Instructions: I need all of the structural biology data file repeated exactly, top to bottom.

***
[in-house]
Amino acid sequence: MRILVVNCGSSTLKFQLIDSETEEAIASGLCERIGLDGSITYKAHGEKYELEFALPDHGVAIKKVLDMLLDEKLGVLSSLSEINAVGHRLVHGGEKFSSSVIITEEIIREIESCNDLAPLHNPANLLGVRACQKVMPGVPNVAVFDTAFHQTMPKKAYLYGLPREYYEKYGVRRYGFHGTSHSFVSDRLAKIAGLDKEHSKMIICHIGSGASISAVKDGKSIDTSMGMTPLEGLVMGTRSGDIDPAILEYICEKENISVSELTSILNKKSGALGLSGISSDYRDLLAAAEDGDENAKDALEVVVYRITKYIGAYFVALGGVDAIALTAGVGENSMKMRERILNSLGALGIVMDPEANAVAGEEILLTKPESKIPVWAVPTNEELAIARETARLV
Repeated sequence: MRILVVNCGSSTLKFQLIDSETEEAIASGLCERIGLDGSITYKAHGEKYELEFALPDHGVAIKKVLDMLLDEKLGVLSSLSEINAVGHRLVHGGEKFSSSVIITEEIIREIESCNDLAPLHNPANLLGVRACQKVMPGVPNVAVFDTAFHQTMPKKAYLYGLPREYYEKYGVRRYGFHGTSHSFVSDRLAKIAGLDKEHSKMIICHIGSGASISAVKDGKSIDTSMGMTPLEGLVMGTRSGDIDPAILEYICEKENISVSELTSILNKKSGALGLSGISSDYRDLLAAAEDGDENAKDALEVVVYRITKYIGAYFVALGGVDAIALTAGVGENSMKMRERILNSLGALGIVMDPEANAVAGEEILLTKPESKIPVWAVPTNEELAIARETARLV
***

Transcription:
[in-house]
Amino acid sequence: MRILVVNCGSSTLKFQLIDSETEEAIASGLCERIGLDGSITYKAHGEKYELEFALPDHGVAIKKVLDMLLDEKLGVLSSLSEINAVGHRLVHGGEKFSSSVIITEEIIREIESCNDLAPLHNPANLLGVRACQKVMPGVPNVAVFDTAFHQTMPKKAYLYGLPREYYEKYGVRRYGFHGTSHSFVSDRLAKIAGLDKEHSKMIICHIGSGASISAVKDGKSIDTSMGMTPLEGLVMGTRSGDIDPAILEYICEKENISVSELTSILNKKSGALGLSGISSDYRDLLAAAEDGDENAKDALEVVVYRITKYIGAYFVALGGVDAIALTAGVGENSMKMRERILNSLGALGIVMDPEANAVAGEEILLTKPESKIPVWAVPTNEELAIARETARLV
Repeated sequence: MRILVVNCGSSTLKFQLIDSETEEAIASGLCERIGLDGSITYKAHGEKYELEFALPDHGVAIKKVLDMLLDEKLGVLSSLSEINAVGHRLVHGGEKFSSSVIITEEIIREIESCNDLAPLHNPANLLGVRACQKVMPGVPNVAVFDTAFHQTMPKKAYLYGLPREYYEKYGVRRYGFHGTSHSFVSDRLAKIAGLDKEHSKMIICHIGSGASISAVKDGKSIDTSMGMTPLEGLVMGTRSGDIDPAILEYICEKENISVSELTSILNKKSGALGLSGISSDYRDLLAAAEDGDENAKDALEVVVYRITKYIGAYFVALGGVDAIALTAGVGENSMKMRERILNSLGALGIVMDPEANAVAGEEILLTKPESKIPVWAVPTNEELAIARETARLV